16 min read

Trouble for the Tall Ones

Last year, I featured the work of Monica Bond and Derek Lee of the Wild Nature Institute in National Geographic's online editorial news publication, Newswatch. The wildlife biologists, who are studying Masai giraffe demography in the fragmented Tarangire Ecosystem in northern Tanzania are an inspiring pair of conservationists committed to safeguarding giraffe populations. Here is a wonderful piece written by Monica, which was originally published in Ujumbe Magazine, Tanzania's quarterly tourism magazine.

http://voices.nationalgeographic.com/2014/06/17/sa...

By Monica Bond

Standing Tall for Tanzania's National Animal: Research and Conservation of Giraffe

The lanky, loveable goliath we all know as a giraffe is unlikely to be mistaken for any other animal on the planet. But how and why did this enthralling creature get to be so tall? The story starts many millions of years ago, when the first ancestors of modern giraffe called 'giraffids' evolved in the northern forests of Eurasia and eventually spread southwards into Africa.

Giraffids were browsers that specialized in eating the leaves of trees – but many other kinds of browsers also competed for those same leaves. It is likely that rivalry for the most nutritious leaves meant that early giraffids with longer necks and legs could reach leaves higher in the canopy than their competitors, and thus survived better. These traits were passed on to their offspring, resulting in taller and taller individuals over time. About one million years ago, the modern, extremely long-necked giraffe arose. Towering more than five meters high with a nearly two-meter-long neck, it is the tallest animal on the planet: a classic example of the wonders of the evolutionary process.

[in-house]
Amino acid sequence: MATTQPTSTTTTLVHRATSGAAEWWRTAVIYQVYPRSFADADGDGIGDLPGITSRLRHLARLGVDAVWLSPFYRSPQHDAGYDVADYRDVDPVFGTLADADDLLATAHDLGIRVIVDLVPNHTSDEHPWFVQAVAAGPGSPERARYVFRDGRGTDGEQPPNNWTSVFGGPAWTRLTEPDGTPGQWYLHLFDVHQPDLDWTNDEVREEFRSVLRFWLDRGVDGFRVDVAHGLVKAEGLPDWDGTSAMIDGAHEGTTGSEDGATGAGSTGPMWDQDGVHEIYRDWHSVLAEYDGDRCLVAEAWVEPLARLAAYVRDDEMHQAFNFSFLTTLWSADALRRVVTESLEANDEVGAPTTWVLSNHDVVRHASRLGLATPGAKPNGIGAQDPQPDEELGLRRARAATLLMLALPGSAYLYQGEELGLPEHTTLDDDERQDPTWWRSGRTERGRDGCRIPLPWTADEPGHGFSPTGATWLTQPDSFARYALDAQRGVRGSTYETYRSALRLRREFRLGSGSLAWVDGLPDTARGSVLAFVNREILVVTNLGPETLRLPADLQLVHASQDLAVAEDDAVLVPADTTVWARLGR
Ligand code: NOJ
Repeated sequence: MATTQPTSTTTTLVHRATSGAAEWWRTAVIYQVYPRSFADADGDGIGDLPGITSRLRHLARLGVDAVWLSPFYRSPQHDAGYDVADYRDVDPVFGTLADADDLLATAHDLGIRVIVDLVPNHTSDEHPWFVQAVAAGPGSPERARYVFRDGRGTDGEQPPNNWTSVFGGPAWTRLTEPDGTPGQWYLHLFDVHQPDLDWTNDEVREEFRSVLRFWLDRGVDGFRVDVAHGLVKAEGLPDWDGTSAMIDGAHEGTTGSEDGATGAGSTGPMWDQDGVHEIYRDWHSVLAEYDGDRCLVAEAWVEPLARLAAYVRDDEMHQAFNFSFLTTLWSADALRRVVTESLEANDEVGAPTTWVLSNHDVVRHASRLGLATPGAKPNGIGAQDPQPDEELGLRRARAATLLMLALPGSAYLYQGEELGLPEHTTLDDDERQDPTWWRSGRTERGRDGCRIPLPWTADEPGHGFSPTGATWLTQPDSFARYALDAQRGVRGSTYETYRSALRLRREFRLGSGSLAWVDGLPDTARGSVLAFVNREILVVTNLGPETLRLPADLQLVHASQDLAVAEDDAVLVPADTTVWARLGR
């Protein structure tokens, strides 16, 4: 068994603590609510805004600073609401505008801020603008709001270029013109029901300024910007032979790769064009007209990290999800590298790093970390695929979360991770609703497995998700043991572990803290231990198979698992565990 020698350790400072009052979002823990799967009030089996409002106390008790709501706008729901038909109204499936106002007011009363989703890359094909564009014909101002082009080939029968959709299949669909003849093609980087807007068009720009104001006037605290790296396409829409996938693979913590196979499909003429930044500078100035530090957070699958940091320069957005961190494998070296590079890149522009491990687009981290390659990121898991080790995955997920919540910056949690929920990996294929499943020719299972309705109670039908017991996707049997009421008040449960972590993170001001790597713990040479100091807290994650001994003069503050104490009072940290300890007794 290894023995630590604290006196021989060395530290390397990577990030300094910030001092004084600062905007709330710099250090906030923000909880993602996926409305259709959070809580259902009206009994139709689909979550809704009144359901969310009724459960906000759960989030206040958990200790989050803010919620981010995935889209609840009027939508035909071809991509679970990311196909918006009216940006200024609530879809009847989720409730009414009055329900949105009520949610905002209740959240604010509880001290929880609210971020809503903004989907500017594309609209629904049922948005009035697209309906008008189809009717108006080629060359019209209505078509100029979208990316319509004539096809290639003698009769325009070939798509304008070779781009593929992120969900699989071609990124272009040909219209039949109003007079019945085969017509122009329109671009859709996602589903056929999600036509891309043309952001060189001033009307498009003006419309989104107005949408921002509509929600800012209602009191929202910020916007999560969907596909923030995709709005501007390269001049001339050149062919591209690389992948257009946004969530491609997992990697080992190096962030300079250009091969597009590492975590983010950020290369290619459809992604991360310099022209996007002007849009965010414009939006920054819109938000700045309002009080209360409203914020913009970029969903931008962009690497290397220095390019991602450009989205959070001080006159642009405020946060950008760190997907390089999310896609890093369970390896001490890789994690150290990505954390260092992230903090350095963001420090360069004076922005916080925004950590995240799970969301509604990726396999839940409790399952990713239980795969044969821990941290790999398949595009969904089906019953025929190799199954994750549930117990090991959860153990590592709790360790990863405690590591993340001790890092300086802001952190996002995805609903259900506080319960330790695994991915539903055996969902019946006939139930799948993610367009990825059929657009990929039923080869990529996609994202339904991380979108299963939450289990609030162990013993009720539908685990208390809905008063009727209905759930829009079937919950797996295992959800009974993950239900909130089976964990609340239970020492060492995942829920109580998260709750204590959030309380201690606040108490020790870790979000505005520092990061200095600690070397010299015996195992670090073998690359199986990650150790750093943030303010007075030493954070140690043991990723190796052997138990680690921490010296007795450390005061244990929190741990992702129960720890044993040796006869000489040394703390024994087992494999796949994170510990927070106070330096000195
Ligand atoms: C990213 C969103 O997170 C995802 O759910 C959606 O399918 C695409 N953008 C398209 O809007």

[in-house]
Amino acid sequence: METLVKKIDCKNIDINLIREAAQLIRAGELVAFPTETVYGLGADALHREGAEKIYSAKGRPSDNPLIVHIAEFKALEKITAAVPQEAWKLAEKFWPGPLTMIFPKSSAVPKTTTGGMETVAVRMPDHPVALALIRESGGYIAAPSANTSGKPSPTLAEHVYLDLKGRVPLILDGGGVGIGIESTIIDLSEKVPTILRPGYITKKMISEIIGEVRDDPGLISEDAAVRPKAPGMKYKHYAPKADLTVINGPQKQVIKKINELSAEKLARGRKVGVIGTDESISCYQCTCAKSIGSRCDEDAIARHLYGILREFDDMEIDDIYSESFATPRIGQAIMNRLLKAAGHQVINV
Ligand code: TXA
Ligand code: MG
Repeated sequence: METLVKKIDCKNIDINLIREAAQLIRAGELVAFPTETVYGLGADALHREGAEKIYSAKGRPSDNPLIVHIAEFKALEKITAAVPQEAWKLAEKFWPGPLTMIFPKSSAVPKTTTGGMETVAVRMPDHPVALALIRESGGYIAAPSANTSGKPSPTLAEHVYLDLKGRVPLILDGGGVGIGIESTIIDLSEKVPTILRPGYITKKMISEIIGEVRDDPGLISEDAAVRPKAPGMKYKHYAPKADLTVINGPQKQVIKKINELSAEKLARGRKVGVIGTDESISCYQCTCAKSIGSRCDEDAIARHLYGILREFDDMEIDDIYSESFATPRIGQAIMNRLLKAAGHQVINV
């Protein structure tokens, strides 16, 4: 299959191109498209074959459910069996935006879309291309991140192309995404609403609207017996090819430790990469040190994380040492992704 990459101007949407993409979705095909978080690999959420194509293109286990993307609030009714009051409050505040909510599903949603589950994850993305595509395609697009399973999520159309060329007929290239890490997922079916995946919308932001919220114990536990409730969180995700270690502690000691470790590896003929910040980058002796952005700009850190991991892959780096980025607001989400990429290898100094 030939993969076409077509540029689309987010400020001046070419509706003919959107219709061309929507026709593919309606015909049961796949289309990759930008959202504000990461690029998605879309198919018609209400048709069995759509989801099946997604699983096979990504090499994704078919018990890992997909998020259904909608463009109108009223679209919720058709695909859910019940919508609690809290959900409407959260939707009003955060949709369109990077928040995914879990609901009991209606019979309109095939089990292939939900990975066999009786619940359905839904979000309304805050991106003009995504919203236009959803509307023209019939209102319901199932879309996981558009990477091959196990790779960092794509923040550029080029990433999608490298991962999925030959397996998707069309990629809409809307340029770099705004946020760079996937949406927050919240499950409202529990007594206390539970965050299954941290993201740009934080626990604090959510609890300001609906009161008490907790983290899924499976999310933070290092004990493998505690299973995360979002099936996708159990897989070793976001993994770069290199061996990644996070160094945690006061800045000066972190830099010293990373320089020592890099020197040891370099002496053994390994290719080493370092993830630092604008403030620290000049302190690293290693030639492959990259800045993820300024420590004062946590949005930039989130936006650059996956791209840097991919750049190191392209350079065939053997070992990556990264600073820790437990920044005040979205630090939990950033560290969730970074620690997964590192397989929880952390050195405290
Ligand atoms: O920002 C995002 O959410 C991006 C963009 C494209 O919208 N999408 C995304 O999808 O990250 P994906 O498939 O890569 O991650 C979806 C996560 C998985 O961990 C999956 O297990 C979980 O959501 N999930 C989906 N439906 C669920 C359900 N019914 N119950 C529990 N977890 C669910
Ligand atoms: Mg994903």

Prehistoric environmental changes caused the extinction of all but two types of giraffids: the okapi (found only in the Congo Basin) and the modern, long-necked giraffe. The modern giraffe is restricted to sub-Saharan Africa, yet is undoubtedly one of the most beloved and recognizable animals to people around the world. Its unique shape and extreme height, the beautiful coat patterns, and its elegant, unhurried stride and mild nature make this gentle giant an immensely popular safari and zoo attraction.

Unfortunately, despite its popularity, the wild giraffe is becoming increasingly endangered throughout Africa due to deforestation for charcoal, conversion of savanna woodland habitat to agriculture, and a troubling surge in bushmeat poaching. The Giraffe Conservation Foundation estimates that giraffe numbers throughout Africa have plummeted by 40 percent in the last decade to less than 80,000 individuals-far fewer than the current number of African elephants.

Tanzania is the world's stronghold for giraffe, supporting more than any other country. Although the Masai giraffe is the national animal of Tanzania, populations have declined here since the 1980s. Aerial surveys conducted by the Tanzanian Wildlife Research Institute (TAWIRI) indicate population losses in the Katavi-Rukwa and Ruaha-Rungwa regions since 1986. Yet few people in Africa and elsewhere are aware of the plight of our beloved giraffe. A group of determined giraffe enthusiasts are aiming to change that, by raising world-wide awareness and increasing local conservation efforts.

The Need for Research